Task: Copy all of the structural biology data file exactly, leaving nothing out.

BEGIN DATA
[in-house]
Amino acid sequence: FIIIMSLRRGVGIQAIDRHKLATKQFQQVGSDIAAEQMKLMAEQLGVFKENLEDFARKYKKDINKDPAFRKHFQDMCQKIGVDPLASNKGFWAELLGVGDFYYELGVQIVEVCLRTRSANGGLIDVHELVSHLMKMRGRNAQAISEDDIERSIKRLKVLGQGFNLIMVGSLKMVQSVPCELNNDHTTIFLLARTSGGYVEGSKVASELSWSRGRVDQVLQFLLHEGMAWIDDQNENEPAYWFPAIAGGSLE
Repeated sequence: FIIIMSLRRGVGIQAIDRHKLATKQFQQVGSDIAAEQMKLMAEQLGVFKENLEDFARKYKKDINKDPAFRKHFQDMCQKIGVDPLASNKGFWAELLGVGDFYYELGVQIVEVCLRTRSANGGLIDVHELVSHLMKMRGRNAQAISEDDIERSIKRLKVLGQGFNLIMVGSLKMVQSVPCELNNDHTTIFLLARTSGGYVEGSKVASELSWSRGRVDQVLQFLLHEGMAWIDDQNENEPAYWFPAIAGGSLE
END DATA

[in-house]
Amino acid sequence: FIIIMSLRRGVGIQAIDRHKLATKQFQQVGSDIAAEQMKLMAEQLGVFKENLEDFARKYKKDINKDPAFRKHFQDMCQKIGVDPLASNKGFWAELLGVGDFYYELGVQIVEVCLRTRSANGGLIDVHELVSHLMKMRGRNAQAISEDDIERSIKRLKVLGQGFNLIMVGSLKMVQSVPCELNNDHTTIFLLARTSGGYVEGSKVASELSWSRGRVDQVLQFLLHEGMAWIDDQNENEPAYWFPAIAGGSLE
Repeated sequence: FIIIMSLRRGVGIQAIDRHKLATKQFQQVGSDIAAEQMKLMAEQLGVFKENLEDFARKYKKDINKDPAFRKHFQDMCQKIGVDPLASNKGFWAELLGVGDFYYELGVQIVEVCLRTRSANGGLIDVHELVSHLMKMRGRNAQAISEDDIERSIKRLKVLGQGFNLIMVGSLKMVQSVPCELNNDHTTIFLLARTSGGYVEGSKVASELSWSRGRVDQVLQFLLHEGMAWIDDQNENEPAYWFPAIAGGSLE